NATIONAL - It's not uncommon to find Brenda Oathout engrossed in a book. But not long ago, her reading was impacted by a side effect of chemotherapy - a memory condition called 'chemo brain.'
She says, "I would read a couple chapters of a novel, put it down, come back the next day and start reading and be clueless as to what had gone on. So I'd have to re-read it."
And the struggle to focus on everyday tasks took its toll. Oathout says, "The fatigue was just overwhelming, overwhelming."
Sadhna Kohli, Ph.D., M.P.H., sees "patients unable to do, unable to concentrate or remember things like they did before their cancer diagnosis. And these patients are usually younger women, or older women who are working, parents who aren't able to multi-task."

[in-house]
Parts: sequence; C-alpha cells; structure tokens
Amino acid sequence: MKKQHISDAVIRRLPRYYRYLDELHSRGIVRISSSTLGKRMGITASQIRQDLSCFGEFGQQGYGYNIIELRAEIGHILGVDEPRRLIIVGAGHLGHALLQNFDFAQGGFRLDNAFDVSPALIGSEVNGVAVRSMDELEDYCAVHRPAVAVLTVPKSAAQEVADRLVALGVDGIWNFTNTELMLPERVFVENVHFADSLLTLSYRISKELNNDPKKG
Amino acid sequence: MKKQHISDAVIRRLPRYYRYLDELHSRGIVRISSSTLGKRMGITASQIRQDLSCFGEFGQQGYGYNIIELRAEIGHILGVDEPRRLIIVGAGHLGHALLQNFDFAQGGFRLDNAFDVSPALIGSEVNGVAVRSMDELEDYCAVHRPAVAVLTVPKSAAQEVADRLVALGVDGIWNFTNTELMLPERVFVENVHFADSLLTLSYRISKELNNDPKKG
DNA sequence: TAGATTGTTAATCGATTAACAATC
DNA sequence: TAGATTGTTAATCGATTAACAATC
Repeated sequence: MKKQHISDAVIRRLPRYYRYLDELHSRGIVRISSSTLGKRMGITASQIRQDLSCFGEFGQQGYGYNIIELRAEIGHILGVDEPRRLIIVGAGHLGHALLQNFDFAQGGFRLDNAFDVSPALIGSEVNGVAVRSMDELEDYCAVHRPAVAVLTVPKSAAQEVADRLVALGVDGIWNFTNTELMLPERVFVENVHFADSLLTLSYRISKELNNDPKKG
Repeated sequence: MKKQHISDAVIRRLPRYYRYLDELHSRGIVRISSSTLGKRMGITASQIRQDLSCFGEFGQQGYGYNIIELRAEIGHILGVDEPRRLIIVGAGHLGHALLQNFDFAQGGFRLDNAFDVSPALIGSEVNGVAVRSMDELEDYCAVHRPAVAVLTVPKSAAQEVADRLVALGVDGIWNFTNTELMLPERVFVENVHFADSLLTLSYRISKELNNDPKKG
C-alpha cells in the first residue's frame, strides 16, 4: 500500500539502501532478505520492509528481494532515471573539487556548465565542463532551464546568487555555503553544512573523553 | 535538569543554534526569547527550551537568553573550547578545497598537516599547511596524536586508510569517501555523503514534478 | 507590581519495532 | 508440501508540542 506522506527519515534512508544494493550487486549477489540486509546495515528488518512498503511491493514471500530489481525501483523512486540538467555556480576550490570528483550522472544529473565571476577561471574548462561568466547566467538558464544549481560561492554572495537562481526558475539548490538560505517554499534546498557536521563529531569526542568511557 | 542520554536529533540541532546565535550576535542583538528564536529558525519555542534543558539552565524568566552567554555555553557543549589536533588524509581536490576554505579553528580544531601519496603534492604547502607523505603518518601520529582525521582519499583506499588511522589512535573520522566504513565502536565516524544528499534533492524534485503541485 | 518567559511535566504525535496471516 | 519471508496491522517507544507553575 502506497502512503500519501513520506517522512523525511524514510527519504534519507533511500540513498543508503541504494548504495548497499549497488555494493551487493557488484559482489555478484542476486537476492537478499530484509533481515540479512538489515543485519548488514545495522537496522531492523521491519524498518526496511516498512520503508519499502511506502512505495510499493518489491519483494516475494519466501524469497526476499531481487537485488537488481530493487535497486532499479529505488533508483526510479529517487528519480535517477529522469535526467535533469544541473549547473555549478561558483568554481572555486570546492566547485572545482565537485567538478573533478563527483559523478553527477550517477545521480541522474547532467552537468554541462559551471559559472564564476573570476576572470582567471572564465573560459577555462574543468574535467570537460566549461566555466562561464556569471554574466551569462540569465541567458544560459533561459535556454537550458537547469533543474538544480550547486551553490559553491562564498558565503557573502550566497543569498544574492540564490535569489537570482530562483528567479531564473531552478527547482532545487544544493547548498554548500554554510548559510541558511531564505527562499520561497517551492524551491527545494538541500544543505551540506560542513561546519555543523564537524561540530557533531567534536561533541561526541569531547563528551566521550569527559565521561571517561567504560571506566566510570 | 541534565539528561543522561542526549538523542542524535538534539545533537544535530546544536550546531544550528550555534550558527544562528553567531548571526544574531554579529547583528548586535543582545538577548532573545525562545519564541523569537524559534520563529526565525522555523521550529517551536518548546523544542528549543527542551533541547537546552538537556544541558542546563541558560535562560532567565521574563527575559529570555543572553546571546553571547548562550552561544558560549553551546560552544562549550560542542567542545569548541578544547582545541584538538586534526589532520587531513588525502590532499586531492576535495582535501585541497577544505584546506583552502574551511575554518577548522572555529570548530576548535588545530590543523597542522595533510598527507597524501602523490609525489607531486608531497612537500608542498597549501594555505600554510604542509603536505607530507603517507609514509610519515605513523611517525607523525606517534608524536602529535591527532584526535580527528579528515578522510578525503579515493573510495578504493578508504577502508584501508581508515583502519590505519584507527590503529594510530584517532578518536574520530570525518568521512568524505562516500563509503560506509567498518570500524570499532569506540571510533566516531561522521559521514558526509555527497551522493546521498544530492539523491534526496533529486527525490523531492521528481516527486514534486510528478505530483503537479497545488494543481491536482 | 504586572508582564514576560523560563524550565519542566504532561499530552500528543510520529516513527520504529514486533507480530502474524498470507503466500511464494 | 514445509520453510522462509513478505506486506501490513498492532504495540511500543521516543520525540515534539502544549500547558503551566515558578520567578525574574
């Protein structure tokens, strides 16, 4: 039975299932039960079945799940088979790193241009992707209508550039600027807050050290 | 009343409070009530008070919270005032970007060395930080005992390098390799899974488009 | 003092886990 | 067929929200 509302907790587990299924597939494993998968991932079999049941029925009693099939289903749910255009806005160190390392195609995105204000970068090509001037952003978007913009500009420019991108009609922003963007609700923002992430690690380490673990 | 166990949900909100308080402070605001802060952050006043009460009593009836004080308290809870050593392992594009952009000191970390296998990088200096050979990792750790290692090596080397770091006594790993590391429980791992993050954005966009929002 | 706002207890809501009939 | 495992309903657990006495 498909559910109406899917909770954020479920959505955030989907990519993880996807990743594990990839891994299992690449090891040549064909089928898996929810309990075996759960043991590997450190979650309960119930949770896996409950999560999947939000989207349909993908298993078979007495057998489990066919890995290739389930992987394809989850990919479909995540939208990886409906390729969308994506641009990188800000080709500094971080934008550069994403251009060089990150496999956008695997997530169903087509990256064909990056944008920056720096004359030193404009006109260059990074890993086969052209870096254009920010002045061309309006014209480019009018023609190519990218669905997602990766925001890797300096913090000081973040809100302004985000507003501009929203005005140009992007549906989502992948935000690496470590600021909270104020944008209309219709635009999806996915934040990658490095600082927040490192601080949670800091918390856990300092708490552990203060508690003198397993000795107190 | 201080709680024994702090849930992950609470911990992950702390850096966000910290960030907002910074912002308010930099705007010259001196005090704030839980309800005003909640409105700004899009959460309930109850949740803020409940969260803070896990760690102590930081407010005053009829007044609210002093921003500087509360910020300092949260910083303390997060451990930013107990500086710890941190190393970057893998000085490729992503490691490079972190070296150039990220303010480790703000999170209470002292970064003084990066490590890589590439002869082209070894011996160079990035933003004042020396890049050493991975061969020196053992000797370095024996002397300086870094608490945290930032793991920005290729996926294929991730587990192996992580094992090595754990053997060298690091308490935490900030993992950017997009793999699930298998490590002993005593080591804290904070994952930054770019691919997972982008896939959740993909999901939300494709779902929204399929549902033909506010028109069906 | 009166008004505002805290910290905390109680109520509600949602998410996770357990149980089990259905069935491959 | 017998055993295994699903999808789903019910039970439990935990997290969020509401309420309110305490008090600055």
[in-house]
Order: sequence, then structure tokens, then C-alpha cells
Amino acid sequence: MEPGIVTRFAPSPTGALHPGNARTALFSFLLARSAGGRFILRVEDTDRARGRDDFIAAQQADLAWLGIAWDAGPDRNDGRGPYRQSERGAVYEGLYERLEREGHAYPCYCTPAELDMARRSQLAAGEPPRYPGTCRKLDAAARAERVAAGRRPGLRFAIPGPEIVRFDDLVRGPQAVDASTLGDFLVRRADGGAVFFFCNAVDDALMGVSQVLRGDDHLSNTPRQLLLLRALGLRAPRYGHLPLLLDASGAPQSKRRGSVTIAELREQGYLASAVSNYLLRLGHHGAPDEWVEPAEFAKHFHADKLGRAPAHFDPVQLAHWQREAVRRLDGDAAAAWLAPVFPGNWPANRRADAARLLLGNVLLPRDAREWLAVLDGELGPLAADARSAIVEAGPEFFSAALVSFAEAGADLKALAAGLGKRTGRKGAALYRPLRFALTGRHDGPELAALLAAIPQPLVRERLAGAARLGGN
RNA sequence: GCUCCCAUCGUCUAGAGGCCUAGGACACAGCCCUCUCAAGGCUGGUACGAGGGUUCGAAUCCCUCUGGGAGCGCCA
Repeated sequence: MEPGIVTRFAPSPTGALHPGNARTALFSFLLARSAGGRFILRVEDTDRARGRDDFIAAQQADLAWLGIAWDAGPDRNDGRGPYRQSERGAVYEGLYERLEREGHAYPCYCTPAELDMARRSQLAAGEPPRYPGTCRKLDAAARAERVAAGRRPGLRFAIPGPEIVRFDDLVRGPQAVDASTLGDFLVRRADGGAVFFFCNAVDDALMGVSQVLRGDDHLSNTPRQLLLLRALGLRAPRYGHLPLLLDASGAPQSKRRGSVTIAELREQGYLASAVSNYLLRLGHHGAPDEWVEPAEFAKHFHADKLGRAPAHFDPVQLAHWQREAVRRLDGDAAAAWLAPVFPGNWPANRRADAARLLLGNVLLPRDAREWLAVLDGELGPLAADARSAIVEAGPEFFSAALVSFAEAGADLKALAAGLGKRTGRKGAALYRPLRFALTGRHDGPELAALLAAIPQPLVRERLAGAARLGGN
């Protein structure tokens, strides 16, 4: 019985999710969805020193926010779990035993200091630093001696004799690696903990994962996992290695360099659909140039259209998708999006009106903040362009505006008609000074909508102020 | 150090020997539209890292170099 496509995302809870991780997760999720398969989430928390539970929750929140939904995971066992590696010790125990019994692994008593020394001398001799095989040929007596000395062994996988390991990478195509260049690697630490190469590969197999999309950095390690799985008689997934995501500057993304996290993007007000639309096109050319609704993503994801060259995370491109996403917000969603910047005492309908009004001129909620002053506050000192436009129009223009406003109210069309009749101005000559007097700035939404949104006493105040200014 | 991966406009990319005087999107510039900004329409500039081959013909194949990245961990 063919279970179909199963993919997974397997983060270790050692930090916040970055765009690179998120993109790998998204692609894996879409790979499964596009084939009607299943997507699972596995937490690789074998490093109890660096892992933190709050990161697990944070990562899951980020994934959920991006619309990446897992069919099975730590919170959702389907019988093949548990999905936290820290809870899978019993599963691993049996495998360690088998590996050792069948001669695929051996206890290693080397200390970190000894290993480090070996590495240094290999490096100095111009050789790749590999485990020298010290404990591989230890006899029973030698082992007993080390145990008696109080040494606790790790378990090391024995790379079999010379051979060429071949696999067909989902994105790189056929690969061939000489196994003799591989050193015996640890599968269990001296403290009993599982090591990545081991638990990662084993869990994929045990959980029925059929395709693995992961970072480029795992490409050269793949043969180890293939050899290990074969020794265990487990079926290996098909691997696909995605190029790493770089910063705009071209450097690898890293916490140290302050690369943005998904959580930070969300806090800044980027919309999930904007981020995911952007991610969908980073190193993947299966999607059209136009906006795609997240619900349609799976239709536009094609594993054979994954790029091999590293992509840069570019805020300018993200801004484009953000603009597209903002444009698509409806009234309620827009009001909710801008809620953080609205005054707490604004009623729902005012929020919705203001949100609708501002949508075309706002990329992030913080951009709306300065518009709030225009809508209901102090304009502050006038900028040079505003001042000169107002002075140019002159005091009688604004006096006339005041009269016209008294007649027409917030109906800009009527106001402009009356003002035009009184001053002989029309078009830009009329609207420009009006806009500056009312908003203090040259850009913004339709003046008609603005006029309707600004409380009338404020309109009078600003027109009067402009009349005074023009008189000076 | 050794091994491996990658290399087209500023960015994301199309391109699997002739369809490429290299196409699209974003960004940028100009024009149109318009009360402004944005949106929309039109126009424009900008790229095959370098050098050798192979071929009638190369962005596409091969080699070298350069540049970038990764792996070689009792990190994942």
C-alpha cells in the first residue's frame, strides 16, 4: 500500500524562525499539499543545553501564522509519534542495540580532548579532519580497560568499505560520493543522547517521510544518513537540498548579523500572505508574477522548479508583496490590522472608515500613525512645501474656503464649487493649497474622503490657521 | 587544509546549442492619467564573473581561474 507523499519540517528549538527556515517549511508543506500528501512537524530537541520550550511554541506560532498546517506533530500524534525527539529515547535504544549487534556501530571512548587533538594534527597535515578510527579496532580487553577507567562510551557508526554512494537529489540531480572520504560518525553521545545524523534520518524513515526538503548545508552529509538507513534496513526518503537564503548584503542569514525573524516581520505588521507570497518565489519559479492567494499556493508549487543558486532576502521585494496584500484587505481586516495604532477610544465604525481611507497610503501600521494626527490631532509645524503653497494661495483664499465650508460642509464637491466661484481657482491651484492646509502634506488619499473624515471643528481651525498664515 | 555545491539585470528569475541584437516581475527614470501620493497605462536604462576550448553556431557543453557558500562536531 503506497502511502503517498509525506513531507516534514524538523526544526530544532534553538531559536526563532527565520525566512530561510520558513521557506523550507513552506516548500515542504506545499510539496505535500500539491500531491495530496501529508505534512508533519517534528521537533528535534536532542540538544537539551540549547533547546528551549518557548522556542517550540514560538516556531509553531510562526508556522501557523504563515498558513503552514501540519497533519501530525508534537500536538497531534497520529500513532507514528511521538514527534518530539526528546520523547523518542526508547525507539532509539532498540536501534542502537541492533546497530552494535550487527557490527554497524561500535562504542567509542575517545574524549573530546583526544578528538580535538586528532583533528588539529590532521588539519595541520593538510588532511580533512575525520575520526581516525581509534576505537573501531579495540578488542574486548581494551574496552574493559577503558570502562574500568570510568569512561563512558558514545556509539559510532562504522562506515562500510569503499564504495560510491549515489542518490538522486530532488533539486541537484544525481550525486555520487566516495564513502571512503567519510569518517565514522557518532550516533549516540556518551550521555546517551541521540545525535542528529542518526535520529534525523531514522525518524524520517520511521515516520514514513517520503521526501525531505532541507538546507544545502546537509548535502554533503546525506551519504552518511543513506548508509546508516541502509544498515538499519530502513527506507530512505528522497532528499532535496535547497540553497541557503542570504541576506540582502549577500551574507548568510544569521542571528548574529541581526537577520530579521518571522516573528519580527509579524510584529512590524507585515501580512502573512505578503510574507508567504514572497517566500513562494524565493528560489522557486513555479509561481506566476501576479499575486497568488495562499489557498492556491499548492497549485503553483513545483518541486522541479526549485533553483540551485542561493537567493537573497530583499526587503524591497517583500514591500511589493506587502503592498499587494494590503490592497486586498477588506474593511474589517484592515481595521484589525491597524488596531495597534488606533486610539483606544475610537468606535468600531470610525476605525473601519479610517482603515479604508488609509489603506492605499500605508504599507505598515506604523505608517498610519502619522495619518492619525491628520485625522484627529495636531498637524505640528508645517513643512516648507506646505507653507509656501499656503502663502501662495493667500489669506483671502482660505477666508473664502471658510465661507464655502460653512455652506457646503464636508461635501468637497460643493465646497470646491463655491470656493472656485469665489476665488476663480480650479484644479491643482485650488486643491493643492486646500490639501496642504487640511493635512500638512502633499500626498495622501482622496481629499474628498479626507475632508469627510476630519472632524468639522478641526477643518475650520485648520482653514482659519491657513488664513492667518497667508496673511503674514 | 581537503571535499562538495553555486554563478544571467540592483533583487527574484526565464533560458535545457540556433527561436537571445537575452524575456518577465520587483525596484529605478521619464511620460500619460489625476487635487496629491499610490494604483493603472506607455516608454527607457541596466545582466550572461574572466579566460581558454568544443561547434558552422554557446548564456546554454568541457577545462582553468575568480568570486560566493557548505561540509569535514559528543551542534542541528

Doctor Kohli led a study with breast cancer patients, including Brenda, to see if a drug intervention could help. "We did a small study where we looked at a drug called Modafinil, which is FDA-approved for the excessive sleepiness associated with narcolepsy."
Patients in the study took either a placebo or the narcolepsy drug. Dr. Kohli says, "We found that this drug enhanced memory and attention skills in women who were taking it, compared to those who were not."
Brenda suspected she was on the real medication. "I noticed the fatigue was gone. I noticed that I wasn't struggling all day. My day had gone much smoother, and it gave me my life back."
Brenda continues to take Modafinil, also known as Provigil, meaning she can concentrate on her favorite page-turners.
The medication used in this study can be prescribed 'off-label' for patients suffering from chemo brain.
Doctor Kohli says her next study will look at brain activity in women before their chemotherapy treatment and then after to see what it may have done to brain function. Then, they'll follow the effects of Modafinil.